Rector's Message for May

Happy Birthday to the church!

This month we will end the great fifty-day celebration of Easter with the Feast of Pentecost. I hope you’ll join us as we come together for one service on Sunday, May 20th at 10:30 am. I encourage you to wear festive red on this feast day, which celebrates the birthday of the church. We’ll worship, dedicate the new courtyard, and eat lunch together. Celebrate with us on May 20th and begin to think about what Pentecost means for each of us today.

In his blog, Mark Roberts writes on the spiritual significance Pentecost holds for us today. Consider these four points:

4 Points to Ponder on Pentecost

1. The Presence and Power of the Spirit--On the day of Pentecost, seven weeks after the resurrection of Jesus, the Holy Spirit was poured out upon those followers of Jesus who had gathered together in Jerusalem. What happened on the first Pentecost continues to happen to Christians throughout the world today, though usually not in such a dramatic fashion. We rarely get a heavenly wind and tongues of fire anymore. Nevertheless, God pours out the Spirit upon all who put their faith in Jesus Christ and become his disciples (see Romans 8:1-11).

Christians are meant to live in the presence and power of the Spirit of God. The Holy Spirit helps us to confess Jesus as Lord (1 Cor 12:3), empowers us to serve God with supernatural power (1 Cor 12:4-11), binds us together as the body of Christ (1 Cor 12:12-13), helps us to pray (Rom 8:26), and even intercedes for us with God the Father (Rom 8:27). The Spirit guides us (Gal 5:25), helping us to live like Jesus (Gal 5:22-23).

Personal Implications: Pentecost presents us with an opportunity to consider how we are living each day. Are we relying on the power of God’s Spirit? Are we an open channel for the Spirit’s gifts? Are we attentive to the guidance of the Holy Spirit? Is the fruit of the Spirit (love, joy, peace, etc.) growing in our lives? Most Christians I know, including me, live in the presence and power of the Spirit, but only to an extent. We are limited by our fear, our sin, our low expectations, not to mention our tendency to be distracted from God’s work in us. Pentecost offers a chance to confess our failure to live by the Spirit and to ask the Lord to fill us afresh with his power.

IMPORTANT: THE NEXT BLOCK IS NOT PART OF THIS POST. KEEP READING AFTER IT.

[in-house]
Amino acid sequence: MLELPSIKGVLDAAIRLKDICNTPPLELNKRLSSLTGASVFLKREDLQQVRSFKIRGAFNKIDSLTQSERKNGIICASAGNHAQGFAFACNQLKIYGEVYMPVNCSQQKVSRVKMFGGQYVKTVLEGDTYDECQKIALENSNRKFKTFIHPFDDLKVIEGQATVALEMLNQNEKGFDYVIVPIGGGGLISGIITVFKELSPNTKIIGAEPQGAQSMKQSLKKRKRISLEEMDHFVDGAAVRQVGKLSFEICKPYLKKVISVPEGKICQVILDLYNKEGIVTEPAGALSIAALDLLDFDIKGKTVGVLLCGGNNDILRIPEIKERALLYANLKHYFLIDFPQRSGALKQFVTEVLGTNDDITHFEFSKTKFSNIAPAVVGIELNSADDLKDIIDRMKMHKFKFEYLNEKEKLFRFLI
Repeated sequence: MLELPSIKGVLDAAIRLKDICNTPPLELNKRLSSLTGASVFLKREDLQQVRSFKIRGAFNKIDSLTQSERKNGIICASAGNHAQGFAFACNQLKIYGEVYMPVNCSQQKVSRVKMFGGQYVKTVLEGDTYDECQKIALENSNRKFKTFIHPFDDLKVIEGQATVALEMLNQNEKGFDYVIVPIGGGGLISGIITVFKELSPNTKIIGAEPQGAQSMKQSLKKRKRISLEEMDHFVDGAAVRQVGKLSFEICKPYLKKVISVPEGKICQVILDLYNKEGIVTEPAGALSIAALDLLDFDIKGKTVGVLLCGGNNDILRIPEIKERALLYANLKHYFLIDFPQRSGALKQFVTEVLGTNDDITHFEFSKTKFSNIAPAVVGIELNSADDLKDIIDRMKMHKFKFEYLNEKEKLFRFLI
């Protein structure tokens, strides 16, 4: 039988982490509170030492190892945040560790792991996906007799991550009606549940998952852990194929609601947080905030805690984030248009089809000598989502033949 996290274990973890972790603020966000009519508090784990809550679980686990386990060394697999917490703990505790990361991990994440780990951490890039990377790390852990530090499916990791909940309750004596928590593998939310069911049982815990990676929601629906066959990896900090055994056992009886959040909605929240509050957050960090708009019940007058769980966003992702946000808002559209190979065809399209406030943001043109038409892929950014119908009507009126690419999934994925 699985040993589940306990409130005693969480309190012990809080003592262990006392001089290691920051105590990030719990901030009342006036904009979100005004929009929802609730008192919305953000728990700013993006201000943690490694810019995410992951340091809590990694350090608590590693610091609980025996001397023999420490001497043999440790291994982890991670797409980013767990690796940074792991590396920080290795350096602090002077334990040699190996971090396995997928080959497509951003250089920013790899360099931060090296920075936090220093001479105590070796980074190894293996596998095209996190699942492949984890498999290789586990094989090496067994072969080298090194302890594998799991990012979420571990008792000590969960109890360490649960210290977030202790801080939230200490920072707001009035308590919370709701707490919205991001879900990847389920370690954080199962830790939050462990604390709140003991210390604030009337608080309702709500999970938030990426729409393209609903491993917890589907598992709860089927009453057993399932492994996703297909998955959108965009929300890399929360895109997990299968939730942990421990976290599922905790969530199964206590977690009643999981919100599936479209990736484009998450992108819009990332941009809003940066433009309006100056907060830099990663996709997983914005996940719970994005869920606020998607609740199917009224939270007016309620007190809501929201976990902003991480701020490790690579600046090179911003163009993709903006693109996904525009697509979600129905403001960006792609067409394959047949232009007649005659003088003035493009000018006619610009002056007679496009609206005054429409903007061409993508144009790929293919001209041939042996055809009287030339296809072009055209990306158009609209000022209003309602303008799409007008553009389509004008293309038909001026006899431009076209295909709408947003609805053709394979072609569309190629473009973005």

2. The Central Role of the Church in God’s Work in the World--On Pentecost, the Holy Spirit descended on individual followers of Jesus as they were gathered together in Jerusalem. This gathering became the first Christian church. New believers in Jesus were baptized as they joined this church. They, along with the first followers of Jesus, shared life together, focusing on teaching, fellowship, breaking of bread, and prayer. They shared their belongings so that no one was hungry or needy. As these first Christians lived out their new faith together, “the Lord added to their number those who were being saved” (Acts 2:47). Thus we speak of Pentecost as the birthday of the church.

In theory, the Spirit could have been poured out on the followers of Jesus when they were not gathered together. There are surely times when the Holy Spirit touches an individual who is alone in prayer, worship, or ministry to others. But the fact that the Spirit was given to a gathering of believers is not incidental. It underscores the centrality of the church in God’s work in the world. The actions of the earliest Christians put all of this in boldface. The Holy Spirit is not only given to individuals, but also, in a sense to the gathered people of God. Thus, in 1 Corinthians 3, the Apostle Paul observes that the church is God’s temple and that the Spirit dwells in the midst of the church (3:16-17; in 1 Cor 6:19-20 we find a complementary emphasis on the dwelling of the Spirit in individual Christians).

Personal Implications: Many Christians, especially those of us who have been influenced by the individualism of American culture, live as if the church is useful but unnecessary. We seem to believe that as long as we have a personal relationship with God, everything else is secondary. But Pentecost is a vivid illustration of the truth that is found throughout Scripture: the community of God’s people is central to God’s work in the world. Thus, Pentecost invites us to consider our own participation in the fellowship, worship, and mission of the church. It is a time to renew our commitment to live as an essential member of the body of Christ, using our gifts to build the church and share the love and justice of Christ with the world.